In the 21st century, effective leadership can be defined partially as having an ability to adapt and persevere in various cross-cultural environments. Concurrently, in an increasingly globalized environment, leadership requires a keen capacity for understanding and utilizing cultural diversity to build successful organizations.

Contemporary Leadership and Intercultural Competence is a breakthrough text that features contributing chapters from some of the world's leading scholars in the field of cross-cultural leadership. The book comprises 20 chapters that examine the evolving role of cultural diversity in the workplace, the application of cultural comprehension to organizations, and the measurement of various aspects of intercultural competence.

Key Features

  • A unique blend of theory and practical applications
  • Several breakthrough, first-of-their-kind chapters on topics such as leadership assessments that measure parameters of intercultural competence, the legal implications of cross-cultural leadership and trade, and the development and implementation of a multicultural vision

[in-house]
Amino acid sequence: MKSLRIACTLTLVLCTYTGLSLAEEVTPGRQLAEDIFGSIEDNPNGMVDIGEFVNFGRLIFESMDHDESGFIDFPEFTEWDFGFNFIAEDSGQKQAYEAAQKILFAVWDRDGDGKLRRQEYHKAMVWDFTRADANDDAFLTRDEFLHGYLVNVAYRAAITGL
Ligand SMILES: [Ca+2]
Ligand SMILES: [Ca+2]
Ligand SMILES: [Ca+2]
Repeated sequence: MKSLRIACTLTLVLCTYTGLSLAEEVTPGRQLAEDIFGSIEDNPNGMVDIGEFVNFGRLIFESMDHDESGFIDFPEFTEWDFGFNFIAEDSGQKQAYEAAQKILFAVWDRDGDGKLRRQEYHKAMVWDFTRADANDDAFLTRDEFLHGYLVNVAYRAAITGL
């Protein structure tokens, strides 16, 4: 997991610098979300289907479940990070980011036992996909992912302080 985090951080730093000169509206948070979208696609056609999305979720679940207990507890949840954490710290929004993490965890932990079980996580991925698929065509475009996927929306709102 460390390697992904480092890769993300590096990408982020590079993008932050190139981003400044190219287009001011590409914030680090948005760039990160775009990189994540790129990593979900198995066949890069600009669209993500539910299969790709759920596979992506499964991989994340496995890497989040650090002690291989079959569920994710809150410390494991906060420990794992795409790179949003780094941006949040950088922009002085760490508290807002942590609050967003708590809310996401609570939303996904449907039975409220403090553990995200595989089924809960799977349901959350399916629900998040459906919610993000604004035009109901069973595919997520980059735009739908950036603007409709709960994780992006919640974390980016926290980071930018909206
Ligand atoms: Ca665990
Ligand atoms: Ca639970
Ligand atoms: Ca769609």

• A plethora of modern examples that provide an accurate description of the contemporary landscape within organizations
  • Invigorating discussion questions at the conclusion of every chapter that engage students

Intended Audience

Contemporary Leadership and Intercultural Competence is an excellent text for graduate-level courses in Organizational Development, Organizational Behavior, Leadership Theory, Cross-Cultural Management, International Business, Human Resource Management, Educational Leadership, and Public Administration. The book will be of great interest to students, senior managers, cross-cultural management consultants, government leaders, and human resource practitioners.

The Legal Implications of Cross-Cultural Leadership and Trade

The legal implications of cross-cultural leadership and trade
John C.Tobin

Earlier in this text, Chapter 2 described the basic concepts of culture. We can describe culture as the “shared mental programs that condition individual responses to their environment” (Hofstede, 1980, as cited by Thomas & Inkson, 2003, p. 22). In other words, shared responses to external stimuli are seen as another means of identifying a cultural behavior. Thus, in Japan, when one person listens to another speaking, it is quite common for the listener to utter “hi” from time to time to communicate, “I hear and understand you.” Two Westerners in the same example might merely nod frequently or say “uh-huh.” Yet, putting the Asian and Westerner together, to ...

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